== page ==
Marmee.

by Miller, Sarah, 1979-

Format: Print Book 2022
Availability: On Order 5 copies
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Summary

From the author of Caroline, a revealing retelling of Louisa May Alcott's beloved Little Women, from the perspective of Margaret "Marmee" March, about the larger real-world challenges behind the cozy domestic concerns cherished by generations of readers.



In 1861, war is raging in the South, but in Concord, Massachusetts, Margaret March has her own battles to fight. With her husband serving as an army chaplain, the comfort and security of Margaret's four daughters-- Meg, Jo, Beth, and Amy--now rest on her shoulders alone. Money is tight and every month, her husband sends less and less of his salary with no explanation. Worst of all, Margaret harbors the secret that these financial hardships are largely her fault, thanks to a disastrous mistake made over a decade ago which wiped out her family's fortune and snatched away her daughters' chances for the education they deserve.

Yet even with all that weighs upon her, Margaret longs to do more--for the war effort, for the poor, for the cause of abolition, and most of all, for her daughters. Living by her watchwords, "Hope and keep busy," she fills her days with humdrum charity work to keep her worries at bay. All of that is interrupted when Margaret receives a telegram from the War Department, summoning her to her husband's bedside in Washington, D.C. While she is away, her daughter Beth falls dangerously ill, forcing Margaret to confront the possibility that the price of her own generosity toward others may be her daughter's life.

A stunning portrait of the paragon of virtue known as Marmee, a wife left behind, a mother pushed to the brink, a woman with secrets.



Published Reviews
Booklist Review: "Miller, who revisited the Little House on the Prairie series via that story's matriarch in Caroline (2017), offers a robust retelling of Little Women centered around Meg, Jo, Beth, and Amy's adoring mother. Often in the periphery of the original novel, Marmee is portrayed here with depth, internal dialogue, and her own narrative, which unfolds in short chapters from Christmas Eve of 1861 until December 1868. Growing beyond the bounds of doting motherhood and domesticity, Marmee is a complex character searching for meaning in her life after her husband leaves to contribute to the Civil War effort. Miller imagines a woman struggling to hold her tongue, especially around Aunt March, and operate within the parameters of her time period. Marmee's yearning leads her into a life driven by service to those in need in her community, and by an appreciation for friendship. The lyrical descriptions of life in the Marchs' quaint New England town offer escapism. Little Women fans will easily sink into this reimagining of Marmee's tale. HIGH-DEMAND BACKSTORY: Caroline was a hit, and, with Little Women a perennial reader favorite, this should draw historical-fiction crowds, too."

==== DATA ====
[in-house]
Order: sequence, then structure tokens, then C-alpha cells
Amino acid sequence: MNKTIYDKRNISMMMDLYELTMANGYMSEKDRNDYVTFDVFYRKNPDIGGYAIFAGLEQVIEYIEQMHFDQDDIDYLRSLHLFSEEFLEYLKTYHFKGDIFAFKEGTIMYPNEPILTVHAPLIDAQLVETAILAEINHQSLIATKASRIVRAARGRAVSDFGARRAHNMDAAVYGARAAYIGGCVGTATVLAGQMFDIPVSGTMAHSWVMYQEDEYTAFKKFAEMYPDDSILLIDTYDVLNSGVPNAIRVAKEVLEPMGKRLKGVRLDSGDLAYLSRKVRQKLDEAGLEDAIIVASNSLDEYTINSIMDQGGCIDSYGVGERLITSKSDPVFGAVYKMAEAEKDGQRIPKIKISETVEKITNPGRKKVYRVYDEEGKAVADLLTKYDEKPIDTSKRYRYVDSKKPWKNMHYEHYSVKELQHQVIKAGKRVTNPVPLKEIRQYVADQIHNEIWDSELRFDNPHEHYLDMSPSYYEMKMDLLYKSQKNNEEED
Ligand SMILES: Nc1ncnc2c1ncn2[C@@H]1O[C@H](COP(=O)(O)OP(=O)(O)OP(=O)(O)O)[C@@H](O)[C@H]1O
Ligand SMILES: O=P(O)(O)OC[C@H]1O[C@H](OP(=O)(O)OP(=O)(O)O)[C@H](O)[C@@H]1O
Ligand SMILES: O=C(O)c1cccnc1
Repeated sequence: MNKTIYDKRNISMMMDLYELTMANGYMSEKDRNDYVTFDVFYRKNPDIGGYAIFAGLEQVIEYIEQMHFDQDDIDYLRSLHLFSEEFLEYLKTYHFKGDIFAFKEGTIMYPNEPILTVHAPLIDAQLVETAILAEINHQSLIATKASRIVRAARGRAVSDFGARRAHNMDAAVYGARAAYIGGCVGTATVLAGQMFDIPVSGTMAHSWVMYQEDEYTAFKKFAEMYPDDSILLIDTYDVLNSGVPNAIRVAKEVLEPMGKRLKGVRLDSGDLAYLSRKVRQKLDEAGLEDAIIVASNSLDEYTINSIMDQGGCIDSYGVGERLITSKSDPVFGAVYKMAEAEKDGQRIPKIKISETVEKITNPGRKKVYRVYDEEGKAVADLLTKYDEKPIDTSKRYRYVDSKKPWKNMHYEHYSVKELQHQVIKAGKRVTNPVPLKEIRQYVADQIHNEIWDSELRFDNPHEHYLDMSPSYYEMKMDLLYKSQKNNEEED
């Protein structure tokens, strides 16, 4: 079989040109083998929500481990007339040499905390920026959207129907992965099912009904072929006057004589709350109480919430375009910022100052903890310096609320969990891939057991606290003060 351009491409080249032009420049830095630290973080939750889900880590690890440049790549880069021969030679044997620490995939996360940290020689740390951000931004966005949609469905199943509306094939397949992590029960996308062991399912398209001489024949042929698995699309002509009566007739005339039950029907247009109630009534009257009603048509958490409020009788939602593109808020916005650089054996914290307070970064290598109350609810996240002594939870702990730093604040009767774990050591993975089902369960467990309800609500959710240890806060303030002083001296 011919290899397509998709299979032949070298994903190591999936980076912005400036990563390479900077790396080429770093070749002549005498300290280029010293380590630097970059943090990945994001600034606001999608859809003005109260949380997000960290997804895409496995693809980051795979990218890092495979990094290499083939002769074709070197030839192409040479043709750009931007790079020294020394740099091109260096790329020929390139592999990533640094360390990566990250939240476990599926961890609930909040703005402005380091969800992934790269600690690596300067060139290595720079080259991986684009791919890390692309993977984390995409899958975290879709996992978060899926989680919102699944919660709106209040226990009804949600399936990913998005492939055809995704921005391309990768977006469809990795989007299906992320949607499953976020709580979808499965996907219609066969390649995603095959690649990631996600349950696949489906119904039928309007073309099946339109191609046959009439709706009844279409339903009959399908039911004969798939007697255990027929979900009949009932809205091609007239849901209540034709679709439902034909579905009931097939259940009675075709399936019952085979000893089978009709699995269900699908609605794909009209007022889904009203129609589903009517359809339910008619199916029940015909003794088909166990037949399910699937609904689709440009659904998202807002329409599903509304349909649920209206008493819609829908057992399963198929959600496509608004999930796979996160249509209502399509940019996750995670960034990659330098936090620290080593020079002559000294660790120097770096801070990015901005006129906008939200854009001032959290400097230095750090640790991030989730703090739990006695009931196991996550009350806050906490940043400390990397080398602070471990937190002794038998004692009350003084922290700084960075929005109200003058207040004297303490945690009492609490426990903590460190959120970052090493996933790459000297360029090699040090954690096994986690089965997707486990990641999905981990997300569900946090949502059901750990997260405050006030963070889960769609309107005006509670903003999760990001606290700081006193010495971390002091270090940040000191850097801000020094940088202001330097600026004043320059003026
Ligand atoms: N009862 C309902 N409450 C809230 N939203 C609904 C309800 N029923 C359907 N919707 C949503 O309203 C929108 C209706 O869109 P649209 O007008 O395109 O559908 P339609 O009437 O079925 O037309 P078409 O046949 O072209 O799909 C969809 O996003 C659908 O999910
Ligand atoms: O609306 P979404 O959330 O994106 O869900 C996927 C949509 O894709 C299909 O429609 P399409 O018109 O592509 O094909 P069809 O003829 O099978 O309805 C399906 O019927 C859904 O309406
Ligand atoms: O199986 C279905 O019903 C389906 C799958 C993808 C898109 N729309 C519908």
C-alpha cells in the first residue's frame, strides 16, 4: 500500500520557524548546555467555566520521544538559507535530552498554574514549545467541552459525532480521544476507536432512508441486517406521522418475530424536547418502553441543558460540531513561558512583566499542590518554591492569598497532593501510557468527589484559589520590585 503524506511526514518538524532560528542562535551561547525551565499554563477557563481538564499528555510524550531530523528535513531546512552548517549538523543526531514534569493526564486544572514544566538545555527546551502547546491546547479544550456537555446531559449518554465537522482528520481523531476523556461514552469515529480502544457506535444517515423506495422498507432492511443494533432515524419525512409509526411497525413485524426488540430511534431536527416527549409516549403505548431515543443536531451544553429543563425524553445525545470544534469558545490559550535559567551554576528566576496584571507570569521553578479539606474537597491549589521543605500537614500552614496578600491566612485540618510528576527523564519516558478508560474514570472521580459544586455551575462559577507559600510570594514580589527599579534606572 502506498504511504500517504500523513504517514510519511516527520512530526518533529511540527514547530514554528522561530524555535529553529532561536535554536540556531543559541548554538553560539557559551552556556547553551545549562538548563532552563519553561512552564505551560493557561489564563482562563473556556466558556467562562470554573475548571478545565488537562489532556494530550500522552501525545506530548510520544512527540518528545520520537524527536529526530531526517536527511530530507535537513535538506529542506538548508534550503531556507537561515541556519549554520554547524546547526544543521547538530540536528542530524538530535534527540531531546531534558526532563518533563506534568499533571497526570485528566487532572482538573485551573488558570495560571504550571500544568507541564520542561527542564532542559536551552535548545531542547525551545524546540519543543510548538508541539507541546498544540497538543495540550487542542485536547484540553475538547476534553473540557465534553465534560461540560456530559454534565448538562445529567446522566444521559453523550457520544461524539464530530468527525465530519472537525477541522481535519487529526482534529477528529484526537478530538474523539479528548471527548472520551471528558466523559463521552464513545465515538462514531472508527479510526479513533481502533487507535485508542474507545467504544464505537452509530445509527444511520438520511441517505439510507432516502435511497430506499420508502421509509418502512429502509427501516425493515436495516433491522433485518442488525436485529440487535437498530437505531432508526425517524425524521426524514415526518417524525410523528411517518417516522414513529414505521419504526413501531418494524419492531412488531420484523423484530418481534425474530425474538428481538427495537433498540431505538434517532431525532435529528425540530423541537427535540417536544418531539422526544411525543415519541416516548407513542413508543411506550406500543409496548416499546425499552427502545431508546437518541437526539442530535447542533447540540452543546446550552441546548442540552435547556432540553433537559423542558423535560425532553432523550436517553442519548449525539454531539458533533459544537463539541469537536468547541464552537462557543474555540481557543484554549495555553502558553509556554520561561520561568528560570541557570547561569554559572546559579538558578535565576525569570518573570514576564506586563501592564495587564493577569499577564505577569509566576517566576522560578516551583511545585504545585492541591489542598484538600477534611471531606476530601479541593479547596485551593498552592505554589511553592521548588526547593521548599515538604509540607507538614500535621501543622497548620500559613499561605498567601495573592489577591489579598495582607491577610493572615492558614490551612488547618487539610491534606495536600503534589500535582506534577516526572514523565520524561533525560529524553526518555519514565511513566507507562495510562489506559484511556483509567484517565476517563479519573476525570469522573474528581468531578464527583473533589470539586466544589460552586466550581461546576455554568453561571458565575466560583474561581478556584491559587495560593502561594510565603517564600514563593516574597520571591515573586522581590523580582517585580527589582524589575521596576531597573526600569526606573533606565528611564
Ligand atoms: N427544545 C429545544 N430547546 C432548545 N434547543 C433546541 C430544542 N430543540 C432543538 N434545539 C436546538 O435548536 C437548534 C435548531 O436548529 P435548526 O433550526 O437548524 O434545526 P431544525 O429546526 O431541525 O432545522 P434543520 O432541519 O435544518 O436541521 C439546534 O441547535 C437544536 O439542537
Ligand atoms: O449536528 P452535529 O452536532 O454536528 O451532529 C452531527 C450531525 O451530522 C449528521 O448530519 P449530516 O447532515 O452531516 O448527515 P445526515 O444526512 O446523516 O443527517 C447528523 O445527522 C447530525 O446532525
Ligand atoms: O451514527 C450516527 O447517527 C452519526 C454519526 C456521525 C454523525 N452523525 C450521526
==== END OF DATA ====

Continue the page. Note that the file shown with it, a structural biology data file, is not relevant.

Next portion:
From Booklist, Copyright (c) American Library Association. Used with permission.
Publisher's Weekly Review: "Miller (Caroline: Little House, Revisited) offers another tepid retelling of an American classic, this time from the perspective of Little Women mother Margaret "Marmee" March. Marmee writes in her diary on Christmas Eve in 1861 of how she wishes to give her daughters treats but has no money from her husband Amos, who has been gone four months as an army chaplain. Marmee misses him dearly, though she has her hands full doing charity work and stretching his paychecks to keep their home in Concord, Mass. What follows hews closely to Alcott's original as Marmee describes their lives in the community and how she and the girls come to the aid of the starving Hummel family. Their neighbors, the generous Mr. Laurence and his grandson, nicknamed Laurie, are unexpected delights to their days, but other entries are weighed by the war news, the spiteful Aunt March, and thoughts about her stillborn child. Marmee feels guilt, too, over her temper, adding to her worries over their financial straits that keep Jo and Meg working instead of at school (just how this happened is revealed near the end). Though overlong and light on new angles to the old story, Miller convincingly captures Marmee's world and offers a bit of insight on the character. Die-hard Little Women fans might find this intriguing. (Oct.)"
(c) Copyright PWxyz, LLC. All rights reserved
Additional Information
Subjects ordreq 09/14/2022 xa
Publisher William Morrow & Company,2022
Description p. cm.
ISBN 9780063041875
Other Classic View